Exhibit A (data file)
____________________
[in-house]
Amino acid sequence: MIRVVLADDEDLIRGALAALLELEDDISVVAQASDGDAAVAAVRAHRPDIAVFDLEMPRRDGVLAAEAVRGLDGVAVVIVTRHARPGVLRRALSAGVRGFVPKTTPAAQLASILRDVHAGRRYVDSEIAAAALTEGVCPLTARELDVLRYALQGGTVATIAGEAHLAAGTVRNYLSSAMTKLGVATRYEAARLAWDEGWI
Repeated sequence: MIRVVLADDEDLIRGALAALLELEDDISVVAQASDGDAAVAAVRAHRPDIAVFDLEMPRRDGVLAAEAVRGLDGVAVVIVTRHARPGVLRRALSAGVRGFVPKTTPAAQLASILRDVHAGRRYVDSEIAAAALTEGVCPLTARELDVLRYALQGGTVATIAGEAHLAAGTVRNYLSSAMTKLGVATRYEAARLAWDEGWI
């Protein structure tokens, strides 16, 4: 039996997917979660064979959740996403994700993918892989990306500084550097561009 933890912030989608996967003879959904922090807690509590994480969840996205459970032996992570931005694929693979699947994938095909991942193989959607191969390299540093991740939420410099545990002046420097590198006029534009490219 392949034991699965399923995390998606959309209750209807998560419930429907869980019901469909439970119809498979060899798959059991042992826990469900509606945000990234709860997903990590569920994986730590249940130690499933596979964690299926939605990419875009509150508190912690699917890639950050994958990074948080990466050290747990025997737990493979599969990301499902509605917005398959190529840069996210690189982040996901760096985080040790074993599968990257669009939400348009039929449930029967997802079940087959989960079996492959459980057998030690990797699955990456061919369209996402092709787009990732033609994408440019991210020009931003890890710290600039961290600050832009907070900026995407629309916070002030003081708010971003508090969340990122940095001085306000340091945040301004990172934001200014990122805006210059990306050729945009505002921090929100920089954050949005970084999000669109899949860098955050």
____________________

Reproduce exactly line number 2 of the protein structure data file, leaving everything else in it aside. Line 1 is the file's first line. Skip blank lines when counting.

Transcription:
Amino acid sequence: MIRVVLADDEDLIRGALAALLELEDDISVVAQASDGDAAVAAVRAHRPDIAVFDLEMPRRDGVLAAEAVRGLDGVAVVIVTRHARPGVLRRALSAGVRGFVPKTTPAAQLASILRDVHAGRRYVDSEIAAAALTEGVCPLTARELDVLRYALQGGTVATIAGEAHLAAGTVRNYLSSAMTKLGVATRYEAARLAWDEGWI